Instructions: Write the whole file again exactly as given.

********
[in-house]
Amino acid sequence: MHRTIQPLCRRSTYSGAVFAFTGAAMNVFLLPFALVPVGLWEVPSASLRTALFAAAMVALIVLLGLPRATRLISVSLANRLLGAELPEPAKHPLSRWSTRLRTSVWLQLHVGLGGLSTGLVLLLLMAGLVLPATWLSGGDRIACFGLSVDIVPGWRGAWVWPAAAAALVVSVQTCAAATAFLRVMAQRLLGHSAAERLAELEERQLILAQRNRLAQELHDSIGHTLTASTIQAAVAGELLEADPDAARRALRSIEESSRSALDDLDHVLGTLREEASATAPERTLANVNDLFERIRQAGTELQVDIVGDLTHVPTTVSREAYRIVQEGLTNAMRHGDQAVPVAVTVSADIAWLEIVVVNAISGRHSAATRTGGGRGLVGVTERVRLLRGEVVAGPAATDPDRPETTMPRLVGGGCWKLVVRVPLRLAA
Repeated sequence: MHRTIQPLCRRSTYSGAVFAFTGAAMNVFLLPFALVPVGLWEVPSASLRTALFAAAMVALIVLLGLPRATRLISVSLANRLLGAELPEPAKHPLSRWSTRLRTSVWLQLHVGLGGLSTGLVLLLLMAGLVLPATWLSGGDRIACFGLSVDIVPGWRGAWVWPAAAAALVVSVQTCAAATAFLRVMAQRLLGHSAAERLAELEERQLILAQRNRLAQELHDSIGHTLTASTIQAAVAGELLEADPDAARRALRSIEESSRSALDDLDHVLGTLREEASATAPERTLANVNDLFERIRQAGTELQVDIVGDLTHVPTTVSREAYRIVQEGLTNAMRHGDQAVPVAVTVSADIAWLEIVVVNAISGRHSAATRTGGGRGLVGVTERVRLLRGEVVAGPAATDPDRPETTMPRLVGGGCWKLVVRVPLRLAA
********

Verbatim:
[in-house]
Amino acid sequence: MHRTIQPLCRRSTYSGAVFAFTGAAMNVFLLPFALVPVGLWEVPSASLRTALFAAAMVALIVLLGLPRATRLISVSLANRLLGAELPEPAKHPLSRWSTRLRTSVWLQLHVGLGGLSTGLVLLLLMAGLVLPATWLSGGDRIACFGLSVDIVPGWRGAWVWPAAAAALVVSVQTCAAATAFLRVMAQRLLGHSAAERLAELEERQLILAQRNRLAQELHDSIGHTLTASTIQAAVAGELLEADPDAARRALRSIEESSRSALDDLDHVLGTLREEASATAPERTLANVNDLFERIRQAGTELQVDIVGDLTHVPTTVSREAYRIVQEGLTNAMRHGDQAVPVAVTVSADIAWLEIVVVNAISGRHSAATRTGGGRGLVGVTERVRLLRGEVVAGPAATDPDRPETTMPRLVGGGCWKLVVRVPLRLAA
Repeated sequence: MHRTIQPLCRRSTYSGAVFAFTGAAMNVFLLPFALVPVGLWEVPSASLRTALFAAAMVALIVLLGLPRATRLISVSLANRLLGAELPEPAKHPLSRWSTRLRTSVWLQLHVGLGGLSTGLVLLLLMAGLVLPATWLSGGDRIACFGLSVDIVPGWRGAWVWPAAAAALVVSVQTCAAATAFLRVMAQRLLGHSAAERLAELEERQLILAQRNRLAQELHDSIGHTLTASTIQAAVAGELLEADPDAARRALRSIEESSRSALDDLDHVLGTLREEASATAPERTLANVNDLFERIRQAGTELQVDIVGDLTHVPTTVSREAYRIVQEGLTNAMRHGDQAVPVAVTVSADIAWLEIVVVNAISGRHSAATRTGGGRGLVGVTERVRLLRGEVVAGPAATDPDRPETTMPRLVGGGCWKLVVRVPLRLAA